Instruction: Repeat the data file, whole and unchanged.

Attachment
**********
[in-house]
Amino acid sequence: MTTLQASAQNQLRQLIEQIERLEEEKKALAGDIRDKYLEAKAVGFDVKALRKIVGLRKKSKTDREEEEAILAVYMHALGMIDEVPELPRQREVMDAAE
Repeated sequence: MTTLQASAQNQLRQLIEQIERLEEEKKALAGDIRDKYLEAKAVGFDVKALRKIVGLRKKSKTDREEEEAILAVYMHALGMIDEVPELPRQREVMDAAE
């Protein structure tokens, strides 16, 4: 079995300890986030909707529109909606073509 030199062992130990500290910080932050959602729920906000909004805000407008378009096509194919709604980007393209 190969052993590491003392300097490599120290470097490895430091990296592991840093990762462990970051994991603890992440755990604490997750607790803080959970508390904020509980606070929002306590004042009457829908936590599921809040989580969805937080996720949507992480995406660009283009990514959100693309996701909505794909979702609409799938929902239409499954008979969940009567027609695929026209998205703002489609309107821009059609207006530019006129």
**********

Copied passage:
[in-house]
Amino acid sequence: MTTLQASAQNQLRQLIEQIERLEEEKKALAGDIRDKYLEAKAVGFDVKALRKIVGLRKKSKTDREEEEAILAVYMHALGMIDEVPELPRQREVMDAAE
Repeated sequence: MTTLQASAQNQLRQLIEQIERLEEEKKALAGDIRDKYLEAKAVGFDVKALRKIVGLRKKSKTDREEEEAILAVYMHALGMIDEVPELPRQREVMDAAE
């Protein structure tokens, strides 16, 4: 079995300890986030909707529109909606073509 030199062992130990500290910080932050959602729920906000909004805000407008378009096509194919709604980007393209 190969052993590491003392300097490599120290470097490895430091990296592991840093990762462990970051994991603890992440755990604490997750607790803080959970508390904020509980606070929002306590004042009457829908936590599921809040989580969805937080996720949507992480995406660009283009990514959100693309996701909505794909979702609409799938929902239409499954008979969940009567027609695929026209998205703002489609309107821009059609207006530019006129």